Art Deco Homes (c1930-1950)
Posted on June 2nd 2015
Art Deco style was extremely forward thinking and modern at the time and was pulled together from the German Bauhaus School of Modern Design. Architects aimed at creating something completely different from previous eras and used different materials and shapes to achieve a unique style.
From around 1930 to 1950, Art Deco was embraced as a refreshing change from the eclectic and revivalist sensibilities that preceded it. In classic Art Deco, rectangular blocky forms were often arranged in geometric fashion, then broken up by curved ornamental elements. But always the aim was a monolithic appearance with applied decorative motifs.
Art Deco materials included render, concrete, smooth-faced stone, and Terracotta. Steel and aluminum were often used along with glass blocks and decorative opaque plate glass. The flat roofs on the houses were adorned with parapets, spires, or tower-like constructs to accentuate a corner or entrance. Windows usually appear as punctured openings, either square or round. To maintain a streamlined appearance for the building, they were often arranged in continuous horizontal bands of glass. Wall openings are sometimes filled with decorative glass or with glass blocks, creating a contrast of solid and void forms while admitting daylight. Doorways are sometimes surrounded with elaborate pilasters and pediments, and door surrounds are often embellished with either reeding (a convex decoration) or fluting (a concave decoration).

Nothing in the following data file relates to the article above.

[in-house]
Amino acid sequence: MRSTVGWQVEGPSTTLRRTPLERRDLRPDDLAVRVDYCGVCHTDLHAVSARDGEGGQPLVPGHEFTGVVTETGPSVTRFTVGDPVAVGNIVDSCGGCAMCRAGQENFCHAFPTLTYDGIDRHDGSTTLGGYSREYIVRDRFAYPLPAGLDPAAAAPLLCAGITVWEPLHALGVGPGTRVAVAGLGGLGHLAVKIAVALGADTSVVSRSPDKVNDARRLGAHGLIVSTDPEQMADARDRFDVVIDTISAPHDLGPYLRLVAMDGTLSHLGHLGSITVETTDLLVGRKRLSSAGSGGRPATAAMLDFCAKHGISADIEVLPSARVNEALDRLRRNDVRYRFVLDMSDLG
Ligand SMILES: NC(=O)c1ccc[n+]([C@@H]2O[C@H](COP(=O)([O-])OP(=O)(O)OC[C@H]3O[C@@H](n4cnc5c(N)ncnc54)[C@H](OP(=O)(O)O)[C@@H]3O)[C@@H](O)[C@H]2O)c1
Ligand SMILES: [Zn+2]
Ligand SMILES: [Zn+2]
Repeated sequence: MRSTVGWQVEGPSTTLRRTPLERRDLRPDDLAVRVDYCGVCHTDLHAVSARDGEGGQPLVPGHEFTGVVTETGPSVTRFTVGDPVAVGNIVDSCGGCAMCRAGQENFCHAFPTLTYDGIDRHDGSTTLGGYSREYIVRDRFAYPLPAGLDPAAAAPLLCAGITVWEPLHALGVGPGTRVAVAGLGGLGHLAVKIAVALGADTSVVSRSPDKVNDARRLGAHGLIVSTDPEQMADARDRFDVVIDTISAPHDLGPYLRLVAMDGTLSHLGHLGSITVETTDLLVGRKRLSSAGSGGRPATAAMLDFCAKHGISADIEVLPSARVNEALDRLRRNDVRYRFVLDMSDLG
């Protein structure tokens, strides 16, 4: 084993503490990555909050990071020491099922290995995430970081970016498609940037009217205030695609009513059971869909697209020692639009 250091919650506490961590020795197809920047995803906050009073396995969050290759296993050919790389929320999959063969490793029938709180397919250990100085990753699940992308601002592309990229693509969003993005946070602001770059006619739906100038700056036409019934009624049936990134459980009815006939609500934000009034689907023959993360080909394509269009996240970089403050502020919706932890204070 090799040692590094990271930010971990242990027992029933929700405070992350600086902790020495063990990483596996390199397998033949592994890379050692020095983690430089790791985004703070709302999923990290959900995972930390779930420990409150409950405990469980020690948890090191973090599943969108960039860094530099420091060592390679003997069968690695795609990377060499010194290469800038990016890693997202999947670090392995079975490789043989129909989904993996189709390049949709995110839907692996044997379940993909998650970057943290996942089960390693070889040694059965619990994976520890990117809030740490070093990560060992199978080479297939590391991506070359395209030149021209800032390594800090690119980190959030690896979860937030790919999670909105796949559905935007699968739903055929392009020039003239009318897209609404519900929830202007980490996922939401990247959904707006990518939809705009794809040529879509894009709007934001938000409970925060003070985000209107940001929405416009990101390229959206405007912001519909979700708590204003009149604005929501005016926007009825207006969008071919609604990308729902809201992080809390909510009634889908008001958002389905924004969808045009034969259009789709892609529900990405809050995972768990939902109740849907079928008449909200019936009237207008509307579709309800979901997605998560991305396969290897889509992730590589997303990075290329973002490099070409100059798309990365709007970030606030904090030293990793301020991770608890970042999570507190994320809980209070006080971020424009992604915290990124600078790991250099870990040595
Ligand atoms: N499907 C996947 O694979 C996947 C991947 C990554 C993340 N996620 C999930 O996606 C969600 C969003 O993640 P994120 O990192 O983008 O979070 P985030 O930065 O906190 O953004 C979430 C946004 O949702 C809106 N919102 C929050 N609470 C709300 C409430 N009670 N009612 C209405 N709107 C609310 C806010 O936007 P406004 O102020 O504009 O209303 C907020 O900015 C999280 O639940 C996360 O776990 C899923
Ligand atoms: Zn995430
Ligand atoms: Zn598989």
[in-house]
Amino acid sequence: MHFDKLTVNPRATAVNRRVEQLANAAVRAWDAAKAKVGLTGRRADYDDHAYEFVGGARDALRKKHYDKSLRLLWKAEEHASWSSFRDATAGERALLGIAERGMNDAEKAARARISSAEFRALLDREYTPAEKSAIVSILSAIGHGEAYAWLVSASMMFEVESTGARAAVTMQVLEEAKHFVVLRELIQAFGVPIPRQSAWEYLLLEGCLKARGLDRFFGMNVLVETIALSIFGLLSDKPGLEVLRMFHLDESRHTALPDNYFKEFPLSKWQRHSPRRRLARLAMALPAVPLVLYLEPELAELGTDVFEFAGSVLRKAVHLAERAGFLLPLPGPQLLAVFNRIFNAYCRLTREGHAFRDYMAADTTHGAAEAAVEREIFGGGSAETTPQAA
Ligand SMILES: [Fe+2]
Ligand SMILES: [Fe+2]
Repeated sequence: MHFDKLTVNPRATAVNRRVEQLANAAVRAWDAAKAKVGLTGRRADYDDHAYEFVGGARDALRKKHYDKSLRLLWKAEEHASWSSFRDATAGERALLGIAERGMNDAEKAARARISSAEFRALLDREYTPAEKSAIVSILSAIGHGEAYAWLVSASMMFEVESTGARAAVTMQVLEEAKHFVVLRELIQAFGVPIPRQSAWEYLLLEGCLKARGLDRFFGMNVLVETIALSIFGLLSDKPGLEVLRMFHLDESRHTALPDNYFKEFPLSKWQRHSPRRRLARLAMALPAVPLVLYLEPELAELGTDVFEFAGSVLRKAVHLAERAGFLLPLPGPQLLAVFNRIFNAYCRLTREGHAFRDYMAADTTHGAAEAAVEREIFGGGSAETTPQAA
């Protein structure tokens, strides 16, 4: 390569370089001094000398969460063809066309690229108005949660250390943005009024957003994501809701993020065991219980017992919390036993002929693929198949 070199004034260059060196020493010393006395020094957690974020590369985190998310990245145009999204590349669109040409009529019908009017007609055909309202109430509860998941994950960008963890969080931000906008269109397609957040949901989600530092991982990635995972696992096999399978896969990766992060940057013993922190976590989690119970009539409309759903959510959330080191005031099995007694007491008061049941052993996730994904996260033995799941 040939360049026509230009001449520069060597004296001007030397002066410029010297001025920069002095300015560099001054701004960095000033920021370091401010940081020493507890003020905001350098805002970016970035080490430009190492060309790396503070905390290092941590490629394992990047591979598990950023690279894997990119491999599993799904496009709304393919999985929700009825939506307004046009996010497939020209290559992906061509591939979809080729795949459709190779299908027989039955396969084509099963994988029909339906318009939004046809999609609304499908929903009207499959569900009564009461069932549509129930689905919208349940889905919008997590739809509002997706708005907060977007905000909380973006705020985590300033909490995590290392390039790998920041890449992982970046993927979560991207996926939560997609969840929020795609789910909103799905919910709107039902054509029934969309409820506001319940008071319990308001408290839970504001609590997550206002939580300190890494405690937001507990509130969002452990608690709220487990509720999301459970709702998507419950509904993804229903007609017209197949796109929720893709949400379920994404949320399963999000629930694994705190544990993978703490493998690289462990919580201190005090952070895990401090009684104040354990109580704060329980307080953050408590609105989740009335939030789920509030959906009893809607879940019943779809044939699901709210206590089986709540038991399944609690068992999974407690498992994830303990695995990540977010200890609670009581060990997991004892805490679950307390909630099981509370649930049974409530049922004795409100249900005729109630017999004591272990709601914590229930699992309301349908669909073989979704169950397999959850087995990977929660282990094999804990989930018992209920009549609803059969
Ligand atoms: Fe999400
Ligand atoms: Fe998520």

Some key features of Art Deco homes are:
– Heavy and solid appearance with geometric shapes set against curved porches and walls.
– Walls generally rendered using white or cream render
– Parapet walls with hipped roofs or flat roofs hidden behind parapets
– Rounded edges and occasionally symmetric and imposing designs
– Simple steel framed windows with strong horizontal lines